The case study we are sharing today served as the starting point in implementing a new methodology for a brand’s content creation: not driven by data, but informed by it. The case is an initiative led by the global insurance company MAPFRE and London-based business intelligence and insights agency Convosphere, which used social listening and audience intelligence as the basis of the methodology.
“Social data is more than just mentions of a topic. Every profile leaves a public footprint comprising a varied series of data points or metadata. At Convosphere, we understand the audience segmentation from a holistic point of view, mashing consumers’ digital behavioural, attitudinal and interest data,” said the agency’s associate director, Tamara Lucas
The hypothesis which the agency and client tested was: “By analysing the conversations of our target audiences as well as understanding their personalities, interests and online behaviours, we can create campaigns that are more efficient and personalised for each segment of the audience”.
The main challenge was not only to define the methodology but to create a process that could be replicated across markets, languages and business questions, according to Tamara. “In big organisations, innovation comes with challenges. When things have been done in a specific way for many years it takes time to invoke change,” she said.
The model for successful communication has changed. As explained by MAPFRE'S head of Social and Measurement, Eva Velasco Morales, the company understands that broadcasting to consumers is no longer working. “We were bombarding our customers with generic content, assuming we knew what all of our customers liked and treating them as a homogenous mass,” said Eva, adding that MAPFRE invested large budgets into campaigns, “more in hope than expectation of reaching and engaging people”.
Customers want to be in the centre, they want to be treated as unique and be engaged with by the brand. In recognition of this, MAPFRE looked to improve their customers’ experiences, but first, they had to better understand their clients.
Using a three-stage methodology covering audience segmentation, profiling (demographics, personality, needs, values and online behaviour) and, finally, activation and messaging, Convosphere was able to give MAPFRE a deep understanding of their audiences.
“Audiences are becoming increasingly fragmented, so brands need to use various data points to gain a better understanding of them,” said Tamara, highlighting that by analysing organic social conversations, follower accounts or content engaged with (among others), brands are able to detect patterns and commonalities within the universe and action on them.
1. Audience identification and segmentation
MAPFRE wanted to understand Millennials (aged 25-35) in Pennsylvania, United States, grouped by significant milestones in their lives, such as getting married, buying a home or becoming parents.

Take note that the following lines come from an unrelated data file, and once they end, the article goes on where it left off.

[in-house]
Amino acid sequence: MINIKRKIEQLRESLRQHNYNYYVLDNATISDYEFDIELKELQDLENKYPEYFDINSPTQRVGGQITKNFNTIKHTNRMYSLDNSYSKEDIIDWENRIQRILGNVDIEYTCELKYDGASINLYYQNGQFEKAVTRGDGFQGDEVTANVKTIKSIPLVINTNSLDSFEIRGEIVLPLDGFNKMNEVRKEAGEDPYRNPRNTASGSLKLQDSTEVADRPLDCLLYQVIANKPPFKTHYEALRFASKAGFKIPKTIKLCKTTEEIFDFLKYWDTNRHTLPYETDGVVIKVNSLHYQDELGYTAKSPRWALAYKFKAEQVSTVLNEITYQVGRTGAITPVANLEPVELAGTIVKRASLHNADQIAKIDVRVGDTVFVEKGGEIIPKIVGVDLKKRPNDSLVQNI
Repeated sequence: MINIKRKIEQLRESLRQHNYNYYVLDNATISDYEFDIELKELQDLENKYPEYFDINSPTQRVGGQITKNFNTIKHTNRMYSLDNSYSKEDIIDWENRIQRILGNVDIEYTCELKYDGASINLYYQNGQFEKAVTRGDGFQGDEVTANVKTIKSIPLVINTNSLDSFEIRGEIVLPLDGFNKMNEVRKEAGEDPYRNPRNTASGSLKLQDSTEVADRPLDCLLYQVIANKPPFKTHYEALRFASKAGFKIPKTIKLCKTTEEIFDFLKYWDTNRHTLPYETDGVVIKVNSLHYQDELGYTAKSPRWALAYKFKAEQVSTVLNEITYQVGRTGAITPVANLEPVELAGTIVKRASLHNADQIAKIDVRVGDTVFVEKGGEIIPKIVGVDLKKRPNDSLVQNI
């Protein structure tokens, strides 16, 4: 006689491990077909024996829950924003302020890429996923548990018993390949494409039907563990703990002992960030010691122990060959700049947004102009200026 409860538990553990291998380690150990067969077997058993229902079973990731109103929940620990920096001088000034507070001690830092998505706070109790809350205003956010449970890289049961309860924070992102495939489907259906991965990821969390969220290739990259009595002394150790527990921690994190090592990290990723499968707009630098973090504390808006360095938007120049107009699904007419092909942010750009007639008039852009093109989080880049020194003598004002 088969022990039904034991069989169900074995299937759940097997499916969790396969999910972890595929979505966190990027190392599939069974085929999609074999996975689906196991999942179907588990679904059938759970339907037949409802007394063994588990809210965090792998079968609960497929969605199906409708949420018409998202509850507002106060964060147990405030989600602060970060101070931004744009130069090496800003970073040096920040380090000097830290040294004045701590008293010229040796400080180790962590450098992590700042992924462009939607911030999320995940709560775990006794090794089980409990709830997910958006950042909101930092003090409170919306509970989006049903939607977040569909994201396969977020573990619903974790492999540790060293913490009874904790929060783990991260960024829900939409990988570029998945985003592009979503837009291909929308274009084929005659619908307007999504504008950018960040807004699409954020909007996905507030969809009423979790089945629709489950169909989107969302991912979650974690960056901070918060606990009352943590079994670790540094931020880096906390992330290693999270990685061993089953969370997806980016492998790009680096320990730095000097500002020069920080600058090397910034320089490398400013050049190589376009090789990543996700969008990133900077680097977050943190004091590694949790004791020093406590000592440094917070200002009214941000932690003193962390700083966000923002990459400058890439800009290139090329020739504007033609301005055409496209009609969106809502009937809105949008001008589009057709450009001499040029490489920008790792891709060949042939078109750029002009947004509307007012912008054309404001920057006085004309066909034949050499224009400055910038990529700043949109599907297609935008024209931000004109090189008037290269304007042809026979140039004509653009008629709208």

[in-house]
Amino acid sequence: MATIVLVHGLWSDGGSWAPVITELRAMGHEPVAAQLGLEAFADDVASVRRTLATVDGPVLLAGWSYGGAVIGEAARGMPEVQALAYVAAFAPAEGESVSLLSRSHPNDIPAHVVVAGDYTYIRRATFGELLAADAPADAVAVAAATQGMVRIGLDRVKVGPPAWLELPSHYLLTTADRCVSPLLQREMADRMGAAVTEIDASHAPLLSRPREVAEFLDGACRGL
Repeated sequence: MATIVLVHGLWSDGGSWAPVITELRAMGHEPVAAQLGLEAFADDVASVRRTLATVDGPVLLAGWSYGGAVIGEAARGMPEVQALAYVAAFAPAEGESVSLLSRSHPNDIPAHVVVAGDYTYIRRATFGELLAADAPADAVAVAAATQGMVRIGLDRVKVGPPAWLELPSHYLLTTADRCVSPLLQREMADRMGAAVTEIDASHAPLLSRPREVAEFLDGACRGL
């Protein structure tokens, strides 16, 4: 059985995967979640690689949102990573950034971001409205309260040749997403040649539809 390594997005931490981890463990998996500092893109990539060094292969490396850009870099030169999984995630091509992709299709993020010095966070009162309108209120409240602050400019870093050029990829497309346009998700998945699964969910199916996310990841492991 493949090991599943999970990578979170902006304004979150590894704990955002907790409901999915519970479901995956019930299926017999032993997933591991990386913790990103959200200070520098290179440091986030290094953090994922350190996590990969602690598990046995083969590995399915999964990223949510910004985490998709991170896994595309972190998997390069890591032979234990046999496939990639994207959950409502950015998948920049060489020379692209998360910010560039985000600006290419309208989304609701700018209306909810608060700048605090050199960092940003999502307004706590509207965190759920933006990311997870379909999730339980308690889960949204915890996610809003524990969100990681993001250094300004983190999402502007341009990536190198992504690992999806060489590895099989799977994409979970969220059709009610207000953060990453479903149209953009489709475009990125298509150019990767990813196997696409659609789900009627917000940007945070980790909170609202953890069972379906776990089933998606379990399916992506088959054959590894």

“Using Audiense’ social consumer segmentation, we were able to identify six segments based on their gender and marital status: single men, married men, fathers, single women, married women and mothers. After manually reviewing each group, we tracked their conversations over the last six months using Brandwatch. This way, we cleaned each group more thoroughly by deleting false positives, such as removing the ‘parents’ of dogs and cats,” explained Tamara.
Using Audiense, each audience group was profiled based on their unique personality traits, needs and values. “We also included information about their online behaviours, for example, preferred content formats, the best times to reach them and the factors that influence their purchase decisions,” said Convosphere’s associate director.
Using Brandwatch, they identified the topics that were of most interest and their relevance by each segment: entertainment, health and wellbeing, major life events and financial decisions.
3. Audience activation and messaging
The final outcome showed the most relevant products and message types for each segment after combining personalities, user profiles and conversational data. According to Tamara, all this information was key to running a data-informed campaign: the content development team created different messages and images that matched each segment’s content preferences, interests and personality.
Finally, each creative was tested against a non-personalised piece of content to measure changes in engagement and conversion rates.
After three months of testing the different versions of the ads (personalised and non-personalised), these were the key takeaways Tamara shared:
1. Posting personalised messages and segmenting audiences drove higher engagement on Facebook. On Twitter, we saw similar results, albeit slightly higher on commercial messages. However, the piece with the highest engagement rate was one of the personalised ones (2.65% ER vs. 2.27% ER top non-personalised piece).
2. We also observed how CPC and CPE decreased when we targeted people based on their interest with a personalised message, generating similar CPE to that of general audiences. This allowed for personalised messaging per audience cluster in a more cost-effective way.
3. In terms of conversion rate, we did not observe a significant difference between the results from the message types.
How are we acting on these findings?
According to Eva and Tamara, there were two key aspects that
made the project successful. The first was the close collaboration between the teams. MAPFRE’s business expertise was vital to the pertinent insights into their specific business questions, while the expertise of the Convopshere team provided a significant depth of insight and methodological knowhow.
The second aspect is the ability to grasp nuances, according to Tamara. “We combined technology and experienced local analysts, who understand the context, using their reasoning, judgement and discretion”.
Photo by Michael Dziedzic on Unsplash